Paul Broca and the Origins of Language in the Brain
Leonard L. LaPointe
Details: 390 pages, 2-Color, Softcover, 6" x 9"
© 2013 | Available
Pierre Paul Broca was a child prodigy. He fulfilled his promise by becoming a brilliant neurologist, surgeon, and anthropologist. Perhaps his most lasting contribution to neuroscience was his proposal that the third frontal convolution of the left cerebral hemisphere of the brain is the seat of that most human attribute, the production of articulate speech and language. This notion was advanced by detailing the autopsy findings, with quite evident and circumscribed lesions, in the brains of his two now famous cases, Leborgne (known as "Tan", for that is all he could say) and Lelong. Brocas presentations were milestones in the history of the neuroscience of language and the brain, but they were only more defined echoes of ideas that had preceded him.
Undergraduate and graduate students as well as practicing professionals and clinicians in psychology, neurolinguistics, cognitive psychology, communication science and disorders, neurology, neurosurgery, neuropsychiatry, nursing and health-related professions, and philosophy of science will be interested in this book. It is different from others like it in that it presents aspects of the personal lives of these French brains who sparked the notion of a place in the brain for human language. It embraces a more empathic and humanistic approach to understanding people and their disorders as well as to what may drive the process of science and patients as "specimens."
"In this book, Leonard L. LaPointe goes beyond the simple tribute to the career of a scientist. In a cohesive story full of unanticipated characters such as Marc Twain, Melville, Stendhal, Rodin and even Carl Sagan, the author integrates scientific findings and humanistic aspects with social and political historical facts and art. The delicate balance between pleasantness and informativeness is reached here through an unexpected, and at times almost literary, style supported by plenty of full-colour illustrations. In this book, all the ingredients (the context, the names and the dates) are present to create a very visual final product to honour the fecund life of Pierre-Paul Broca, and in doing so, also honouring the many French brains that paved the way for the development of the neurosciences."
—Dr. Silvia Martinez-Ferreiro, in Aphasiology, 2013
"Leonard L. LaPointe's wide-ranging essays have already delighted the speech-language pathology community of which he is a stellar member. But as an outsider whose life is devoted to trying to reveal the mysteries of the human condition through the creative use of language, I can tell you LaPointe is unquestionably a stellar member of my community as well. ''Paul Broca and the Origins of Language in the Brain'' is full of the joys of a brilliant literary style, the delights of a truly original and playful mind, and the rich revelations of insights into the human heart. This book deserves the widest possible audience."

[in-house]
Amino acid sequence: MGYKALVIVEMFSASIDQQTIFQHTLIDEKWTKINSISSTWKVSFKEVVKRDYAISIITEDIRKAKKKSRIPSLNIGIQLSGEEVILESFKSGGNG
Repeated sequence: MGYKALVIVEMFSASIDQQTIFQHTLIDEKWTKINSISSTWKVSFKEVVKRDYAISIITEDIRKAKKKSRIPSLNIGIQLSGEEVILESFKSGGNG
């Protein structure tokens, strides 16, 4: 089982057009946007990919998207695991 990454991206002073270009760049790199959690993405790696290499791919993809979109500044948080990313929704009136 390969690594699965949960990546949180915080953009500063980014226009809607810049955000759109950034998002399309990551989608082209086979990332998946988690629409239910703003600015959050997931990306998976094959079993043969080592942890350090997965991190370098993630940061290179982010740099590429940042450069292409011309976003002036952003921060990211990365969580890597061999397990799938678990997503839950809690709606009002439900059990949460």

—Robert Olen Butler, author of the Pulitzer Prize-winning ''A Good Scent from a Strange Mountain'' (2013)
"In the 1860’s, an age when the nearest the average physician came to diagnosing brian function was to ‘count the bumps’, Paul Broca was already publishing articles on autism, acquired brain injury, the neuro-pathological localization of speech and language, cephaolmetics, the pathology of cancer, treatment of aneurysms, infant mortality and the histology of cartilage and bone. LaPointe captures both the man and the spirit of the mid-nineteenth century Paris in his totally absorbing book. Against a backdrop of free-thinkers and impressionist painters, and not forgetting the giants of the past such as Hippocrates, Galen, Descartes and Pascal, LaPointe presents a dynamic physician, scientist and philosopher who dared champion the greatest of all human attributes, communication. His vivid, creative humourous style, replete with illustrations, makes his book on a ‘must read’ for the SLT and the layperson. Paul Broca is one of the few people to have an area of the brain names after him; LaPointe’s book is one of the few to be endorsed by no less an author than Pulitzer Prize winner, Robert Olen Butler."
—Catherine Foy, SLT, QEF Neuro Rehabilitation Services, in the Royal College of Speech and Language Therapists Bulletin (July 2013)
"...In 358 pages, LaPointe provides all things Broca: his times, his life, his contributions. Chapter 1 through 6 set the historical stage; Chapter 7-9 provide biography as Broca prepares; Chapter 10 is devoted to the landmark cases- M. LeBorgne and M. Lelong; Chapter 11 chronicles the breadth of Broca’s contributions; and Chapter 12 explores Broca’s legacy. Four Appendices [and a] 250 item-plus list of references completes the volume...At the end of Chapter 1, his Precis, LaPointe’s invitation is, "Return with us now to the thrilling days of yesteryear." What follows is a treck through early interest in the brain and the behavioral results of its damage...LaPointe helps us grow up by weaving Paul Broca, his contributors and his times, into our professional, ancestral history. We are reminded that history did not begin with us; that there is a pre-me. Philip Roth asks, "Who will speak for elsewhere?" LaPointe does exactly that very, very well indeed."